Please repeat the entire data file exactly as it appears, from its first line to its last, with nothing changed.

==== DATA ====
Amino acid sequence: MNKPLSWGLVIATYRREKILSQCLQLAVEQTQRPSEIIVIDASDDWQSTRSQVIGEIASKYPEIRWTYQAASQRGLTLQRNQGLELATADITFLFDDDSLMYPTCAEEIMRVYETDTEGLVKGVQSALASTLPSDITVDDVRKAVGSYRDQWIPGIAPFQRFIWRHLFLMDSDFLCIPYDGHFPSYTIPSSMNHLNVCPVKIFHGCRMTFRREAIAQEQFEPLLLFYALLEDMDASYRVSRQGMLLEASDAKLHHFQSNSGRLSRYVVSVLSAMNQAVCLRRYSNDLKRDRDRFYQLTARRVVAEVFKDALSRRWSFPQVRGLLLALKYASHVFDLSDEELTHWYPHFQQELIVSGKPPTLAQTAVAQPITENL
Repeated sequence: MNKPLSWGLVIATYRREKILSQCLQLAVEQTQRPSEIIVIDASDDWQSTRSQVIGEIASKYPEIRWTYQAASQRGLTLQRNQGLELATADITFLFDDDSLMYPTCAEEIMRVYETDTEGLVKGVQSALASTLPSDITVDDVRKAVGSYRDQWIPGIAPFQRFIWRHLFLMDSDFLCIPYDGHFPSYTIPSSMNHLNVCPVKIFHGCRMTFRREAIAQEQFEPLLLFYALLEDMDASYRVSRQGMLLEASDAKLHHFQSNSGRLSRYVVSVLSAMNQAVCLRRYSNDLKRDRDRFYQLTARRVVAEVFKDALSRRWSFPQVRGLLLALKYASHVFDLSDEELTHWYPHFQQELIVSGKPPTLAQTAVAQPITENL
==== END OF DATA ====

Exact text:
Amino acid sequence: MNKPLSWGLVIATYRREKILSQCLQLAVEQTQRPSEIIVIDASDDWQSTRSQVIGEIASKYPEIRWTYQAASQRGLTLQRNQGLELATADITFLFDDDSLMYPTCAEEIMRVYETDTEGLVKGVQSALASTLPSDITVDDVRKAVGSYRDQWIPGIAPFQRFIWRHLFLMDSDFLCIPYDGHFPSYTIPSSMNHLNVCPVKIFHGCRMTFRREAIAQEQFEPLLLFYALLEDMDASYRVSRQGMLLEASDAKLHHFQSNSGRLSRYVVSVLSAMNQAVCLRRYSNDLKRDRDRFYQLTARRVVAEVFKDALSRRWSFPQVRGLLLALKYASHVFDLSDEELTHWYPHFQQELIVSGKPPTLAQTAVAQPITENL
Repeated sequence: MNKPLSWGLVIATYRREKILSQCLQLAVEQTQRPSEIIVIDASDDWQSTRSQVIGEIASKYPEIRWTYQAASQRGLTLQRNQGLELATADITFLFDDDSLMYPTCAEEIMRVYETDTEGLVKGVQSALASTLPSDITVDDVRKAVGSYRDQWIPGIAPFQRFIWRHLFLMDSDFLCIPYDGHFPSYTIPSSMNHLNVCPVKIFHGCRMTFRREAIAQEQFEPLLLFYALLEDMDASYRVSRQGMLLEASDAKLHHFQSNSGRLSRYVVSVLSAMNQAVCLRRYSNDLKRDRDRFYQLTARRVVAEVFKDALSRRWSFPQVRGLLLALKYASHVFDLSDEELTHWYPHFQQELIVSGKPPTLAQTAVAQPITENL